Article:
Rose Theatre, Kingstone – until 29 February 2020
Reviewed by Carly Burlinge
“I was both one and zero, creator and destroyer, disease and cure, God and monster.”
Written by Ciaran McConville and Directed by Lucy Morrell comes the retold story of Frankenstein.
When an unknown person boards a vessel talking of a living thing with superhuman powers and speed an unknown creature, that is of a threatening nature and going to attack! Captain Ralf Wile (Francis Redfern) who plays a serious part and has general concern for his cargo and all that is aboard. Tries to keep everything safe and begins to listen to a story that is revealed by the Creator (Eleanor Clark). A very clever scientist who was approached by Mr Kremp (Frankie Oldham) who wants nothing more for her to make a brain from scratch a Living creature! He comes across as quite a powerful man, over talkative and condescending at times but persuades her to start this experiment. Alongside him Mr Kirwin (Louis Mertens) who plays a peculiar man who is a little creepy and has a strangeness to him.
The Creator (Eleanor Clark) begins the process, it soon becomes clear that she becomes over obsessed no food, no sleep and she begins talking to herself regarding her developments. Hysteria soon kicks in as well as excitement and the creature is born. Is her creation something with a heart, something with compassion or is she playing with God!!! And how will things be once the creature has escaped into this world?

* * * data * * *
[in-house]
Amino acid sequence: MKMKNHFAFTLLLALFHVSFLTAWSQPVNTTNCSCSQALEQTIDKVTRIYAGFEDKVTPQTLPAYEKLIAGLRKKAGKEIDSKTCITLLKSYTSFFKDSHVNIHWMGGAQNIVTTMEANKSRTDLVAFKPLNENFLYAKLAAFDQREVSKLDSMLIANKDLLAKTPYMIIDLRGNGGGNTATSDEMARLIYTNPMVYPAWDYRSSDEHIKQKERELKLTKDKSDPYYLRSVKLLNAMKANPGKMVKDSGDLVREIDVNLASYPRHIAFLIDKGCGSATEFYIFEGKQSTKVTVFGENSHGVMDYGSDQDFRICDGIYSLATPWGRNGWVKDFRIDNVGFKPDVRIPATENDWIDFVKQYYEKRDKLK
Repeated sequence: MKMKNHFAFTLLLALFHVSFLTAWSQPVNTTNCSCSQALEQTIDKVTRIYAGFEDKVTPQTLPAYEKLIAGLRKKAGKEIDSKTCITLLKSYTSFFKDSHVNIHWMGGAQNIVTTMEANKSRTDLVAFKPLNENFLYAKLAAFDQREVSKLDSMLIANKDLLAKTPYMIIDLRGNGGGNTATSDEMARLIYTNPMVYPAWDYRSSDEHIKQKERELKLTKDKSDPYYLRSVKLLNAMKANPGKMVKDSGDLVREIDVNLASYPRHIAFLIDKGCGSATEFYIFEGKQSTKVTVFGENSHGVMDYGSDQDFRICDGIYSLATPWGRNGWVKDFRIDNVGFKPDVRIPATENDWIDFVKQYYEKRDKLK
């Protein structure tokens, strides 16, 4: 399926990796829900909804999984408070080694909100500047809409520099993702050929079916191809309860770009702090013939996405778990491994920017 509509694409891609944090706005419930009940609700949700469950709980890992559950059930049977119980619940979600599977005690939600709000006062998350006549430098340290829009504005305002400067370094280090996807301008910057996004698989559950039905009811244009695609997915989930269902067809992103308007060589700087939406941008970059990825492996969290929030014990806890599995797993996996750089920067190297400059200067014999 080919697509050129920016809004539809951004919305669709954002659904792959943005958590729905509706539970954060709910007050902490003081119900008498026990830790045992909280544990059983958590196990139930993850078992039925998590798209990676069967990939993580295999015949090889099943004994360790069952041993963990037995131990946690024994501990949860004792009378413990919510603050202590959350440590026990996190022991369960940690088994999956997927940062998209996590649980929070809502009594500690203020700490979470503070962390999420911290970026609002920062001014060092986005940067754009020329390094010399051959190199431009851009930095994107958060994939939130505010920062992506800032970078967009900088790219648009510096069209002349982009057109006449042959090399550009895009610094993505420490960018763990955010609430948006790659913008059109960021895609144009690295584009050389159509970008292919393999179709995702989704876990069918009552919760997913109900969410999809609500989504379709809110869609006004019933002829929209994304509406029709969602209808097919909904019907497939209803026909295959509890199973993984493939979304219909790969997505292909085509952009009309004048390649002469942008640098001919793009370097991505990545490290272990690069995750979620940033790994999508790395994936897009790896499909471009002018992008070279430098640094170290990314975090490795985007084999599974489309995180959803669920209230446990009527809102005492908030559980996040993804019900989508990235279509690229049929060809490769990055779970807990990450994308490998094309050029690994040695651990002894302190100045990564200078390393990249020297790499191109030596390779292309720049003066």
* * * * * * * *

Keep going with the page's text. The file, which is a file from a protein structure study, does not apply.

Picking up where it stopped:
The Creature ( Anna Pryce) who has powers unknown, can be manipulating and can take control of others bringing to light the unravelling of a frightening and alarming story that has many twists throughout creating a spectacular production.
The cast all done an exceptional job. You could see that they had a strong connection through the whole of the show. Some of the movements in this production was done exceptionally well offering more depth to the show.
The Set was very detailed and experimental with lots of wiring, different objects hanging such as pieces of sheets, poles and pipes with smoke rising from the depths with the colour green illuminating the masterpiece that was the machine. Also with a deep voice- over being played, making the set very effective and remarkable to look at. The lighting was exceptional throughout while really highlighting some of the more dramatic scenes and bringing it all together making it a fascinating production to watch.